- Please contact the Royal Botanic Gardens, Kew press office for a PDF of the paper, Murderous plants: Victorian Gothic, Darwin and modern insights into vegetable carnivory.
- Images are available to download from www.kew.org/ press/images. Please contact the Kew press office for the username and password.
- For more information about the December issue of the Botanical Journal of the Linnean Society visit http://www3.interscience.wiley.com/journal/121583649/grouphome/home.html
Notes to editors
The Royal Botanic Gardens, Kew is a world famous scientific organisation, internationally respected for its outstanding living collection of plants and world-class Herbarium as well as its scientific expertise in plant diversity, conservation and sustainable development in the UK and around the world. Kew Gardens is a major international visitor attraction. Its landscaped 132 hectares and RBG Kew's country estate, Wakehurst Place , attract nearly 2 million visitors every year. Kew was made a UNESCO World Heritage Site in July 2003 and celebrates its 250th anniversary in 2009. Wakehurst Place is home to Kew's Millennium Seed Bank, the largest wild plant seed bank in the world. The Royal Botanic Gardens, Kew and its partners have collected and conserved seed from 10 per cent of the world's wild flowering plant species (c.30, 000 species). The aim is to conserve 25 per cent by 2020 and funds are being actively sought in order to continue this vital work.
The Linnean Society of London is the world's oldest active biological society. Founded in 1788, the Society takes its name from the great Swedish naturalist, Carl Linnaeus (1707-1778) who developed the system of binominal nomenclature. This system today pr ovides the fundamental framework for knowledge of the biota of the Earth, supporting effective conservation measures and the sustainable use of biodiversity. The Society is the custodian of Linnaeus' original library and collections and is creating a digital archive, enabling full global access. It encourages and communicates scientific advances through its three world-class journals, open meetings and website. The Society's Fellowship is international and its Fellows are drawn from all walks of life including professional scientists and amateur naturalists. The Society welcomes anyone interested in natural history, in all its forms. www.linnean.org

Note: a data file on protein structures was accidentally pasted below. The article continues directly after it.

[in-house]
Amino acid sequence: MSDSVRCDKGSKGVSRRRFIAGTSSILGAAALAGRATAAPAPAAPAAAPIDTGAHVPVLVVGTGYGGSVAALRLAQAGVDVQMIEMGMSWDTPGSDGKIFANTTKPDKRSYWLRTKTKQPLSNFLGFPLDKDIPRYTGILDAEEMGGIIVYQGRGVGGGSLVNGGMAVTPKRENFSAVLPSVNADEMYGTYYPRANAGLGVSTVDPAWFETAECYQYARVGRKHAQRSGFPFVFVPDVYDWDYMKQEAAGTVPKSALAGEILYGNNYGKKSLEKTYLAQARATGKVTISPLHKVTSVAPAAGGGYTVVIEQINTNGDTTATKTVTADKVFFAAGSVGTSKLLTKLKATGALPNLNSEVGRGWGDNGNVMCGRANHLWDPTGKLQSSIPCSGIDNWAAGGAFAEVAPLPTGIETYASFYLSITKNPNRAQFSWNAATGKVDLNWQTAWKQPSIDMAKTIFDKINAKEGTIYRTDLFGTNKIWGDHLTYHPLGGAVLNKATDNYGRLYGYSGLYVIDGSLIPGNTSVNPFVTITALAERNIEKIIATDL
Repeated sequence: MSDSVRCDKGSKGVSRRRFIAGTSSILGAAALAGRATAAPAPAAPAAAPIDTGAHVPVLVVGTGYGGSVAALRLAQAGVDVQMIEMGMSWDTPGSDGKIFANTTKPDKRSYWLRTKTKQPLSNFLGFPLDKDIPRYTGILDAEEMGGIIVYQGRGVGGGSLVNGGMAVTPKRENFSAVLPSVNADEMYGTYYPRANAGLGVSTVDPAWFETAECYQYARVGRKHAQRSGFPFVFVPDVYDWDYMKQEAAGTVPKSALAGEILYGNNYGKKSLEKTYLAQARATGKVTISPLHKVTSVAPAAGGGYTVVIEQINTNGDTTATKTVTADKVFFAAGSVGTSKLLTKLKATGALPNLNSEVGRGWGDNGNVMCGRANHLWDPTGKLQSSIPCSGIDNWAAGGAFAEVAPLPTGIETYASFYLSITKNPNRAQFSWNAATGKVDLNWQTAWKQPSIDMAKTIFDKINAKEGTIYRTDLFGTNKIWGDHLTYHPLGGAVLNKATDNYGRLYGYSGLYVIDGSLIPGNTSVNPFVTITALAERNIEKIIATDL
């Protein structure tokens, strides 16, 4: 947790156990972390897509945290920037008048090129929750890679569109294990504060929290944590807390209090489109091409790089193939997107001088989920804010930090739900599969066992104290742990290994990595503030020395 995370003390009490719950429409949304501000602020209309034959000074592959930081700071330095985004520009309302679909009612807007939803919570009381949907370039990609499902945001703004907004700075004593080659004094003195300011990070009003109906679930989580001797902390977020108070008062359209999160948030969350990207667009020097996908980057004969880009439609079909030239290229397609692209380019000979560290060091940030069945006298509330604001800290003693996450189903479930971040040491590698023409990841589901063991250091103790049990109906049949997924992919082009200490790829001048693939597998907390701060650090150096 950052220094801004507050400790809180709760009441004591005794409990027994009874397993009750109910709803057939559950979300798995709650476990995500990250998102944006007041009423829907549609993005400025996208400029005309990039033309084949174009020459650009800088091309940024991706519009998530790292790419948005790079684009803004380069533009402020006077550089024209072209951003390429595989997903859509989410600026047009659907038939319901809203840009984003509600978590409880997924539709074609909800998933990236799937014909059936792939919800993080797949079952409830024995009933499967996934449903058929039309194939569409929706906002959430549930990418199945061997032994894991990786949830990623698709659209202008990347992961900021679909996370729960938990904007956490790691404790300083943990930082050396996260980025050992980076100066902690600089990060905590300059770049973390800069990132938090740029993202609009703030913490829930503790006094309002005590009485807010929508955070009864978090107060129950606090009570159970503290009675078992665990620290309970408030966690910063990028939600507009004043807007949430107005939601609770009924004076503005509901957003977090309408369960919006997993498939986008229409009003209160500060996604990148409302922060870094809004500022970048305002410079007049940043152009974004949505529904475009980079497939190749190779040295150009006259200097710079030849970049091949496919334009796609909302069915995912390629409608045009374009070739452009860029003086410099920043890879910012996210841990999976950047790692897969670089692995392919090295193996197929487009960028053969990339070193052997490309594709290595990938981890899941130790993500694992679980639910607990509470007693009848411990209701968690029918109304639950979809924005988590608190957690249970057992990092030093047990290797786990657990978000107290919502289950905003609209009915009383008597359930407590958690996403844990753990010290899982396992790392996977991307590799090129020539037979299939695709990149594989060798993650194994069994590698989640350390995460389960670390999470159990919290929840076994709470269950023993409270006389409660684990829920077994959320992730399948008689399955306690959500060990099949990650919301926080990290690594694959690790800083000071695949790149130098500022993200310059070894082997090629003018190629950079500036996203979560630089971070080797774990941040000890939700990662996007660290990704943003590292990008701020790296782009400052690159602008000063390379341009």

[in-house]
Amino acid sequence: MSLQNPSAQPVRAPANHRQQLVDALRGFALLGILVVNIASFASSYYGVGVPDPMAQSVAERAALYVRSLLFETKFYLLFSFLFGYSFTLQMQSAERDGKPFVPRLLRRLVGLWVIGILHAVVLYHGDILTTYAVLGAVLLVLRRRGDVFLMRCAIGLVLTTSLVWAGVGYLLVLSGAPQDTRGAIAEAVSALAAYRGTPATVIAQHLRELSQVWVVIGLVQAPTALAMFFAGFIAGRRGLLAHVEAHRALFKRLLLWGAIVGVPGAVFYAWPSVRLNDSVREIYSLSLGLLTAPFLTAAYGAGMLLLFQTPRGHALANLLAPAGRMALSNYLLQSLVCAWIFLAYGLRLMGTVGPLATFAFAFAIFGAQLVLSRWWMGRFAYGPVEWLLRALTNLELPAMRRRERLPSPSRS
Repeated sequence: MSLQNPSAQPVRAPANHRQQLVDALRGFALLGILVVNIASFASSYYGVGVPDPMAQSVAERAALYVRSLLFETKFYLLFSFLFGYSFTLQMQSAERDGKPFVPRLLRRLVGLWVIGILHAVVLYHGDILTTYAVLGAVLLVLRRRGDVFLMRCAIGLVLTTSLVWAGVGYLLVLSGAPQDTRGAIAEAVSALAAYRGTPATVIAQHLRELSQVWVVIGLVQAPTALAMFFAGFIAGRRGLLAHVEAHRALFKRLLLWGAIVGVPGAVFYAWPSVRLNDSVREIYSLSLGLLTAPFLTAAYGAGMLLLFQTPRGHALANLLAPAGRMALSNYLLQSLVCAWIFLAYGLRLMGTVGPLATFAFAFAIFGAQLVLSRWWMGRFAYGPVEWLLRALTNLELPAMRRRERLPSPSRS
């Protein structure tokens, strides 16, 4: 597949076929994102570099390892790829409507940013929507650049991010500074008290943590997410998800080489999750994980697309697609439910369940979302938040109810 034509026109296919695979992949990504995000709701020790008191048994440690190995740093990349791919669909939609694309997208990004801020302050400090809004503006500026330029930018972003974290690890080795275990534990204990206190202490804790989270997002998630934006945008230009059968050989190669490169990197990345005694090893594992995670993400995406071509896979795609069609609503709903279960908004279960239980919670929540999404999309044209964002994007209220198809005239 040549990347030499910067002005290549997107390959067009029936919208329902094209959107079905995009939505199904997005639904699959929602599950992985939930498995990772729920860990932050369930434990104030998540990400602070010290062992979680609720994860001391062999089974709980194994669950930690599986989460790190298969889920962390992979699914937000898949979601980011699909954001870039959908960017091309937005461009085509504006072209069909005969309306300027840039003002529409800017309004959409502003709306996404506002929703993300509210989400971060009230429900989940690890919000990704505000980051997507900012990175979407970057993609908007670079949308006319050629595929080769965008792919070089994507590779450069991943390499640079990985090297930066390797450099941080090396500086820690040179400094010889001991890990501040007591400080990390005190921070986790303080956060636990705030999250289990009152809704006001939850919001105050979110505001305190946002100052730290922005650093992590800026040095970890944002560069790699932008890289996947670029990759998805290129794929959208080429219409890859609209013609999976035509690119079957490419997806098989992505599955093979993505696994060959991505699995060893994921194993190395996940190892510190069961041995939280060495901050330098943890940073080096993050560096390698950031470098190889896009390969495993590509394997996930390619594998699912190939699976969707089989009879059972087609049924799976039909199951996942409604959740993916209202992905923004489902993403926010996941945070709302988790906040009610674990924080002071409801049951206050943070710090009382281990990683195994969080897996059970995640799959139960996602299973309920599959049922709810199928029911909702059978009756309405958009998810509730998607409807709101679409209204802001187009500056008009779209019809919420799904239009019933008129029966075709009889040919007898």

The Botanical Journal of the Linnean Society is published on behalf of the Linnean Society of London and publishes original papers of relevance to, and reviews of, the taxonomy of all plant groups and fungi, including anatomy, biosystematics, cytology, ecology, ethnobotany, electron microscopy, morphogenesis, palaeobotany, palynology and phytochemistry. www.wiley.com/bw/journal.asp?ref=0024-4074&site=1
Wiley-Blackwell is the international scientific, technical, medical and scholarly publishing business of John Wiley & Sons, with strengths in every major academic and professional field and partnerships with many of the world's leading societies. Wiley-Blackwell publishes over 1,400 peer-reviewed journals as well as 1,500+ new books annually in print and online, as well as databases, major reference works and laboratory protocols. For more information, please visit www.wileyblackwell.com or www.interscience.wiley.com.
Winner of Visit London's 2008 Kids Love London Best Family Fun Award, the Natural History Museum is also a world-leading science research centre. Through its collections and scientific expertise, the Museum is helping to conserve the extraordinary richness and diversity of the natural world with ground-breaking projects in 68 countries.